He, like most celebrities, is most struck by his loss of privacy. “You spend five days taping in the woods of Arkansas, you’re in a small airport, wearing a hoodie, facing the corner, and you turn around and there are 15 people ringed around you,” Zimmern says. “I’ve been followed in hospitals with a camera phone through an oncology ward. People have trampled my wife and kid to get to me.”

The cost to his family has “been far worse than I imagined,” he says. “They are victims of my popularity. The speaking engagements, the marketing commitments, the TV talk shows all require travel. I’m sure more days than not they would say it’s not worth it, but I have this business to support.”

How atypical is his life? “It’s been years since I called a friend and said, ‘What are you doing? Let’s go hang out.’ ”

Fresh Bandwidth & the Big Win

Zimmern is under contract with Travel Channel until spring 2014. With the network having just lost Bourdain to CNN, his leverage is powerful. “I have no plans to leave,” Zimmern says, but “it’s a business relationship.” He does covet a reset. “I have to start shedding stuff. To be on the road 35 weeks a year is unmanageable.”

Travel Channel, rumored to again be for sale, remains invested in Zimmern. “Bizarre Foods and Andrew will always exist in one form or another at Travel Channel,” says Laureen Ong, the network’s president. “It is one of the cornerstones of this network.”

Larson and Wiese say they have many ideas about how Zimmern can maintain an ongoing commitment to Bizarre Foods yet reclaim more of his “bandwidth.” He has shot two pilots for the network (notably not in conjunction with Tremendous Productions), both of which would presumably be more efficient to produce.

The first, Border Check, explores food and culture in places “where one place ends and another begins,” Zimmern says. It will have its initial airing in spring. The second, “busting myths about places,” says Zimmern, has yet to be named or scheduled for broadcast.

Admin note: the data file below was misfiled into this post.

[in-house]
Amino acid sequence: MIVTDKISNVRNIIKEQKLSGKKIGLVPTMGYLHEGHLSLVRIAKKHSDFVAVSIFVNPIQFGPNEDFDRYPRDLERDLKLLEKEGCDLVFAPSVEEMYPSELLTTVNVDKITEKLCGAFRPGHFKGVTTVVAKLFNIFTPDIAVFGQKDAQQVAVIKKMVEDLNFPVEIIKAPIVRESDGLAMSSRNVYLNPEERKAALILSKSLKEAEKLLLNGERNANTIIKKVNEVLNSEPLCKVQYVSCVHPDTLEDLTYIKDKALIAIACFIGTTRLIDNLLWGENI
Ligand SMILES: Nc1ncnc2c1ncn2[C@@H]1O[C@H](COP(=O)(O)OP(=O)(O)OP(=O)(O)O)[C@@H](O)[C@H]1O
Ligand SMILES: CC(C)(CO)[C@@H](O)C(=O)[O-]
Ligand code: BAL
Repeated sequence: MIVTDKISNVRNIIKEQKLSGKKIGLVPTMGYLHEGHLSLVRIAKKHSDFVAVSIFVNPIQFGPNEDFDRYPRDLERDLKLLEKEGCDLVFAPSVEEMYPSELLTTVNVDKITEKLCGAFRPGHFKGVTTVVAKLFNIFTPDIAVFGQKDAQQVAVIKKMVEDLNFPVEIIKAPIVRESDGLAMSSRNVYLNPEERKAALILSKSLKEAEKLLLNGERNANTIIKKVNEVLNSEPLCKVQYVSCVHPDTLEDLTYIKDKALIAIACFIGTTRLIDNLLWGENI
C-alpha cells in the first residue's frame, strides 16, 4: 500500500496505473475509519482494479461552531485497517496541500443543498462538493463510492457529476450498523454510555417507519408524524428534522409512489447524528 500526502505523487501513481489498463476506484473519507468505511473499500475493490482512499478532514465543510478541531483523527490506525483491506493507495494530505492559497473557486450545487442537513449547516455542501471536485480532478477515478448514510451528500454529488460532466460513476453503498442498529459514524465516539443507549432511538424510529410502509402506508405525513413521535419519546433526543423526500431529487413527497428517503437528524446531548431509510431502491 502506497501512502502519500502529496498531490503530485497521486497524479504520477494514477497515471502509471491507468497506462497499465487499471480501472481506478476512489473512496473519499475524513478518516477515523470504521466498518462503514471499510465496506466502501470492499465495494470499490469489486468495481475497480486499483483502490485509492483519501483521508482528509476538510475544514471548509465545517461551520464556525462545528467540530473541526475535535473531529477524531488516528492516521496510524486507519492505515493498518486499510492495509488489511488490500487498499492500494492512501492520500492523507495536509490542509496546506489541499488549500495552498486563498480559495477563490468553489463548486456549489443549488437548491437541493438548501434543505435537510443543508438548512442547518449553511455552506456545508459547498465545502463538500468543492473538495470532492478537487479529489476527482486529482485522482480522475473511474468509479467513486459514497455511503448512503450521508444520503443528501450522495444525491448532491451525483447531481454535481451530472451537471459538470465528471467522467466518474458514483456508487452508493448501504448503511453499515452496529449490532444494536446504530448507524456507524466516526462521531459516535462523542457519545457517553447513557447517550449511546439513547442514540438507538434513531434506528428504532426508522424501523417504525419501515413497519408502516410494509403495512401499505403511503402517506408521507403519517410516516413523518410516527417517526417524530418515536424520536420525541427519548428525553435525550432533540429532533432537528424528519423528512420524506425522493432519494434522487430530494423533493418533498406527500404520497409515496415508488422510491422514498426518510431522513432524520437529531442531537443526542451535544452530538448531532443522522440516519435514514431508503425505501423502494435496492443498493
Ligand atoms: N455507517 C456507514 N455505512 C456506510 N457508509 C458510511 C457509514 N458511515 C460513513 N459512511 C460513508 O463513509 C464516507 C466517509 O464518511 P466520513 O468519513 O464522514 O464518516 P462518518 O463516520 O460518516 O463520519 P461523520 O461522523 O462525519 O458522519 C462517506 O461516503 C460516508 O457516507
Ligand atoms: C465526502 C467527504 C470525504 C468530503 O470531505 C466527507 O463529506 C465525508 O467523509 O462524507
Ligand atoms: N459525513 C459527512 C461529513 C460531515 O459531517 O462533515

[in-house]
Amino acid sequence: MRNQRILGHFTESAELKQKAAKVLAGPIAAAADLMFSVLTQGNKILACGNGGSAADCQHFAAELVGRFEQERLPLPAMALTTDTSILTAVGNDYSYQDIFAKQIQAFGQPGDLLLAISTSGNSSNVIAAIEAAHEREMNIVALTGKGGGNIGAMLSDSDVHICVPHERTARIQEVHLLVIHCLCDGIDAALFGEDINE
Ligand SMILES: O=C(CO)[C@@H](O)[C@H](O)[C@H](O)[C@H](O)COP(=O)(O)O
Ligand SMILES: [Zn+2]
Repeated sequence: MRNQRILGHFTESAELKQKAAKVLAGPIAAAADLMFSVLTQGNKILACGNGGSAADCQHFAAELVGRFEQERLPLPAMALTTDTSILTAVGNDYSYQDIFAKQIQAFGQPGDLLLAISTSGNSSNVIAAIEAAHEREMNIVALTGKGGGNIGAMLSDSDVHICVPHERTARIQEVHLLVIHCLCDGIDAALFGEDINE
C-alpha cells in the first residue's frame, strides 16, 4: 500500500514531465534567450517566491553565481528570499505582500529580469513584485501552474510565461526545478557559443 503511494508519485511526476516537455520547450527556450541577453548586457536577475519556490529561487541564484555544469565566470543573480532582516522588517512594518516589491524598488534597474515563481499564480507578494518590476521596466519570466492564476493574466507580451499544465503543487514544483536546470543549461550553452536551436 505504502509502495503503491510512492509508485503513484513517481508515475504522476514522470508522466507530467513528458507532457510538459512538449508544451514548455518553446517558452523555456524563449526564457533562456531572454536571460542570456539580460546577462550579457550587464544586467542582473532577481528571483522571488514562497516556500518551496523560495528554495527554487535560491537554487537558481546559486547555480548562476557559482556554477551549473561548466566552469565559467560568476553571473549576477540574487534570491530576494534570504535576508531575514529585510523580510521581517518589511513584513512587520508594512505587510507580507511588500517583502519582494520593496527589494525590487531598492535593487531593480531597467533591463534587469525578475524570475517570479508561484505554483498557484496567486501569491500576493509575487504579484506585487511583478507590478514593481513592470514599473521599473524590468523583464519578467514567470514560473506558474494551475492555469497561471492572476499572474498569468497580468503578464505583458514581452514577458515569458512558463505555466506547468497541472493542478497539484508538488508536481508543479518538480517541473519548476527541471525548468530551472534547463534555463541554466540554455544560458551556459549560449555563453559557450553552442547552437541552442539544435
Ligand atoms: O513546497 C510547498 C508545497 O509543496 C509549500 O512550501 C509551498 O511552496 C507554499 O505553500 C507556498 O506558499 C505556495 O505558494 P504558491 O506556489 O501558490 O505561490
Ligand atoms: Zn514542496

Zimmern expects a subsequent contract with Travel Channel to allow him to move forward on the many endeavors he has planned.

The list is audacious. Control and ownership are watchwords. “My son is nearly eight. When he goes to college, I want to be working only when the spirit moves me. I will always be working, but I’d like to be sitting on a beach with my wife and some good books,” Zimmern says. He describes the 10-year plan as “instead of doing 48 things to earn X, let’s do 15 things and earn 10x.” The path contains several initiatives:

0213_andrewz_pic2.jpgAndrew and his AZ Canteen food truck.

Food production Last summer saw the debut of AZ Canteen, a Zimmern-branded food truck that is to be the test-bed for a spinoff business of six to eight food trucks roaming the country and the globe. Zimmern and two longtime friends made an initial investment of around $60,000 to equip and brand a truck selling an array of foodstuffs, employing the lessons Zimmern has learned traveling the world. The truck’s most popular dishes employ goat meat, which is the world’s most widely consumed red meat and also has the lowest impact on the environment.

“We saw it as a low-cost entry point to get back in the food production biz [that he left more than a decade ago],” Zimmern explains. “You can’t make money with one truck, not with our start-up costs and top-heavy organization. But we will build two or three more this year. We’re trading on my notoriety and allowing me to spread the gospel.” AZ Canteen is spending the winter in south Florida and is expected to be at the Super Bowl. It will return to the Twin Cities for part of next summer, and Zimmern is in negotiations with Delaware North Sportservice to bring its products to Target Field and other arenas the company handles.

Zimmern is in discussions with OTG Management to bring a version of AZ Canteen to airports. (An airport food service concessionaire, OTG has already rolled out Zimmern’s MinniBar sandwich shops in several airports, including MSP.) OTG pays Zimmern a licensing fee in exchange for his recipes and limited oversight.

“OTG gets it,” says WME’s Bider, “and Andrew was willing to put in the work to make sure it was to the quality level he wanted.”

Zimmern developed his goat sausage in partnership with New Jersey-based meat purveyor Pat LaFrieda as part of a line of Zimmern/LaFrieda-branded “alternative” proteins that will appear in grocery stores in the first half of 2013.

“He’s hit on a nexus between hipsters and butchers. It’s on its way,” says Dana Cowin. “The mainstream public is ready and very curious.”

Finally, there is a plan for a quick-service Zimmern-branded restaurant concept that would be located on or near college campuses, which may see the light of day in 2014.